Sewell-Thomas Stadium first opened as Thomas Field in 1948 and has not been upgraded since a $4-million, multi-phase renovation that began in 1999 and lasted until the beginning of the 2001 season. To ensure that the latest changes were completed in time for this season, the Crimson Tide played their 2015 home slate at Hoover Metropolitan Stadium, home to the annual SEC Baseball Tournament.
Elsewhere, the Clemson Tigers are about to embark on a new era at Doug Kingsmore Stadium (shown above; photo courtesy Clemson University). The ballpark features a brand new, three-level brick building on the first-base side that houses several player amenities, including a clubhouse, dining room, and training area.
While other changes, such as meeting space, were made to improve the program operations, the building will have an effect on the fan experience. As part of the project, the Tigers added 150 seats to the ballpark, which was accomplished by moving both dugouts closer to the action. Furthermore, the building will house the Kingsmore Museum, a space that honors the program’s history. Much of the construction for this project took place over last season, so 2016 will bring an end to the wait for both Tigers players and fans.
The upgrades across the college baseball landscape do not stop there, as there are several other facilities that have received significant overhauls. One of the more notable debuts this season will be the additions to Ball State Baseball Diamond, home of the Ball State Cardinals. This year, the stadium will feature a new grandstand that includes upgraded seating options and press areas. Most of the seating in the grandstand is of the bench-style bleacher variety, though there are an additional 60 fold-down stadium seats included. Ball State, which has significantly overhauled both its baseball and softball facilities over the past several years, has said it could make even more improvements in the future.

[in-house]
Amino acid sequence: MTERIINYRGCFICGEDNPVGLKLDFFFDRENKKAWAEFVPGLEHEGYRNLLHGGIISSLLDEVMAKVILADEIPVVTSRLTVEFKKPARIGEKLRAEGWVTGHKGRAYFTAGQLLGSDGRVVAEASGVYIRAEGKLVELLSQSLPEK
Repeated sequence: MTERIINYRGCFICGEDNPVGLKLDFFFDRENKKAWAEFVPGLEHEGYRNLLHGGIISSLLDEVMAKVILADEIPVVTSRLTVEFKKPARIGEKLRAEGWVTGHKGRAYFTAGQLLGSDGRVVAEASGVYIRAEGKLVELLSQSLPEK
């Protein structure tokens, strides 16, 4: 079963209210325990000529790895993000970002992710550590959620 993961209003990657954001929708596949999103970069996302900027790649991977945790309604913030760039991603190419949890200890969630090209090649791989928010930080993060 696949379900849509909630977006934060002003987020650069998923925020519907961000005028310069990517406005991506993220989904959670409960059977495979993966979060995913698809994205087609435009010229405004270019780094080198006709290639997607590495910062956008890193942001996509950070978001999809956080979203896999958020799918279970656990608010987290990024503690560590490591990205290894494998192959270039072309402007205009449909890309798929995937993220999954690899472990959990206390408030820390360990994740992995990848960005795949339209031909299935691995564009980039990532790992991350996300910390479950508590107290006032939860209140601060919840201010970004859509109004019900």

The Nichols State Colonels have made some big changes to Ray E. Didier Field. This season will bring about the first part of a roughly $5-million two-phase renovation, with most of the upgrades intended to improve the fan experience. Among the changes that will be seen in 2016 include an overhauled press box, the addition of a concession stand, as well as a hospitality suite. For the on-field aspect, the Colonels have upgraded both the playing surface and the ballpark lighting. Phase II, which is slated to begin after this season, will include, among other changes, a new clubhouse, batting cage, and main entrance.